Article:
Unsustainable International Law: Transnational Resource Extraction and Violence Against Women

20 Pages Posted: 17 May 2019

See all articles by Penelope C. Simons

Penelope C. Simons

Faculty of Common Law, University of Ottawa

Date Written: January 1, 2017

Abstract

Violence against women in the context of resource extraction is perpetrated in a variety of circumstances by a variety of actors in the Global North and the Global South. This article focuses on sexual violence against women, including rape in the particular context of transnational North-South resource extraction. Transnational mining and oil & gas companies often become complicit in violence, including sexual violence against women, through the acts of their security providers. The article describes three situations in which Canadian extractive corporations have been implicated in rape and gang rape perpetrated by their security forces. It goes on to consider the distinct types of harm that result from sexual violence and assesses the structural factors that facilitate such violence and support its persistence. It argues that the international legal system maintains a gendered regulatory gap that contributes to the structural violence that operates to further marginalize and oppress women in two interrelated ways. It concludes by considering opportunities to address this issue in different law-making fora.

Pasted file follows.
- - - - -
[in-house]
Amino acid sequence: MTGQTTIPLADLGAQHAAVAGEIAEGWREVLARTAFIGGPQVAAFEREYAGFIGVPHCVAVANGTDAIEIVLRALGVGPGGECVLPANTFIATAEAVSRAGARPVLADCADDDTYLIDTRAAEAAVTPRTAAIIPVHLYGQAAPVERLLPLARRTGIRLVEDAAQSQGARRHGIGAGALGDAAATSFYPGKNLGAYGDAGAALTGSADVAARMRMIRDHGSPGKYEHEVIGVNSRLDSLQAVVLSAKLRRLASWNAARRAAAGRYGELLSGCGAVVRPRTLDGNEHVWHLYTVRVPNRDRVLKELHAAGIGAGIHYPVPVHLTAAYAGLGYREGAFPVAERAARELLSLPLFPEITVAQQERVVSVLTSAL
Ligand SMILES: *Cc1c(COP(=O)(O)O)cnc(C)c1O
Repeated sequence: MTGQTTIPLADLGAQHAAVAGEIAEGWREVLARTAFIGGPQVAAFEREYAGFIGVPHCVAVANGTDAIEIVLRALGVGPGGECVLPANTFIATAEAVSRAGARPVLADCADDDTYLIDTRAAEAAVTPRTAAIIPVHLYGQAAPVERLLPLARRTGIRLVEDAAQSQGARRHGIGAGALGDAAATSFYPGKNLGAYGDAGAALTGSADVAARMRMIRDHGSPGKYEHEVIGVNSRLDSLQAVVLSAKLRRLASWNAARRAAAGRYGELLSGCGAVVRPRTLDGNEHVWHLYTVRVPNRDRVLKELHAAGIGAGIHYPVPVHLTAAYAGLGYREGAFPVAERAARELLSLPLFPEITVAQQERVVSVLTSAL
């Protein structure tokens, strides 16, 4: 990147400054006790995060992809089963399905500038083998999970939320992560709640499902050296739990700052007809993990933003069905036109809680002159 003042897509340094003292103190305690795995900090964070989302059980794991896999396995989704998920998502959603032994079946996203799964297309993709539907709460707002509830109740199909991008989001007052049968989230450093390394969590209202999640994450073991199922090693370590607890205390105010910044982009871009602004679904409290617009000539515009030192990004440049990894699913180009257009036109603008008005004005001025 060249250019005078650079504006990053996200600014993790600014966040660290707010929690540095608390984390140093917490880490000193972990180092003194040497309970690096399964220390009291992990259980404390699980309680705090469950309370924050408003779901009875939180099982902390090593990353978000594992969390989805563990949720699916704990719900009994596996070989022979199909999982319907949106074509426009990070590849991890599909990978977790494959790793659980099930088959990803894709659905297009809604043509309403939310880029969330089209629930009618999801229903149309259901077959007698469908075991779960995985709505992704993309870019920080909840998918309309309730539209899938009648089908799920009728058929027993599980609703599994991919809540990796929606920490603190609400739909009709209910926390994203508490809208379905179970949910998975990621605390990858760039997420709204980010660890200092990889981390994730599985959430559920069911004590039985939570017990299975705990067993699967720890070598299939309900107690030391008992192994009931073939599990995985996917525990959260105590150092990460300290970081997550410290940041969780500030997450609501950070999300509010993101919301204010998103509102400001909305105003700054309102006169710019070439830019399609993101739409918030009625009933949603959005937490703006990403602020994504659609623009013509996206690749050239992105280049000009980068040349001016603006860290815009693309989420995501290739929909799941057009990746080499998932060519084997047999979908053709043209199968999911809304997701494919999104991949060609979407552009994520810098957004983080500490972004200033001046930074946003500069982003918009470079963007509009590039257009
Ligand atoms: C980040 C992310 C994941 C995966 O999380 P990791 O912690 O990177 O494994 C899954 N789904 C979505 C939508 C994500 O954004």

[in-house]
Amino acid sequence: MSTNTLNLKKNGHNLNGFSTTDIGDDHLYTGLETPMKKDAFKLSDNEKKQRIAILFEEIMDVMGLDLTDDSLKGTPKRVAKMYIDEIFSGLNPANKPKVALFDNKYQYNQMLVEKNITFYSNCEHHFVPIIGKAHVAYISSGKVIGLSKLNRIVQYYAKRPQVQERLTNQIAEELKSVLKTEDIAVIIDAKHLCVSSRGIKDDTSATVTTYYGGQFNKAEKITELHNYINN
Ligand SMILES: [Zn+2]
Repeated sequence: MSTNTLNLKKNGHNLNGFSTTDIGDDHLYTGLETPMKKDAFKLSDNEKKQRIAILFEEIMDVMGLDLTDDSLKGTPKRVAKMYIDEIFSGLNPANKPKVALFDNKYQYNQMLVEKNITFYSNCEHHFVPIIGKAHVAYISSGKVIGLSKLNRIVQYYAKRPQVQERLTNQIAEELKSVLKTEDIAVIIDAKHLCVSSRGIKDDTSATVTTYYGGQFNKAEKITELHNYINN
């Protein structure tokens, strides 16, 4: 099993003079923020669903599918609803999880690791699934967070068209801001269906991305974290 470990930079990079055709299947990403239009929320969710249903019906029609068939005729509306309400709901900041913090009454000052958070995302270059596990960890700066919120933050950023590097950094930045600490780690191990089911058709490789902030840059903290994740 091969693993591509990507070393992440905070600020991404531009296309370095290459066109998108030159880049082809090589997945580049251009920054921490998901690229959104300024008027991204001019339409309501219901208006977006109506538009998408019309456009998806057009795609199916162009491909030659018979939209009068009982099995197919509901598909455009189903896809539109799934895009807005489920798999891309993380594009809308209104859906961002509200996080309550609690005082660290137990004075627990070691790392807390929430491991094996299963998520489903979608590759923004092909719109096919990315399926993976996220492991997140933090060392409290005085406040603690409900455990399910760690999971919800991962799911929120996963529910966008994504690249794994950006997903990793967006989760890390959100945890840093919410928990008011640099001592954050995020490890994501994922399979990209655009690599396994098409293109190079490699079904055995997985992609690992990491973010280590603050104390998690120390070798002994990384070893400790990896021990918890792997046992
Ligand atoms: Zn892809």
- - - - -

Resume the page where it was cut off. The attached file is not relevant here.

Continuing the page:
Keywords: violence against women, rape, transnational resource extraction, international law, international human rights law, United Nations Guiding Principles on Business and Human Rights

Suggested Citation

Simons, Penelope C., Unsustainable International Law: Transnational Resource Extraction and Violence Against Women (January 1, 2017). Ottawa Faculty of Law Working Paper No. 2019-11. Available at SSRN: https://ssrn.com/abstract=3389464

Penelope C. Simons (Contact Author)

Faculty of Common Law, University of Ottawa ( email )

57 Louis Pasteur Street
Ottawa, K1N 6N5
Canada

HOME PAGE: http://www.commonlaw.uottawa.ca

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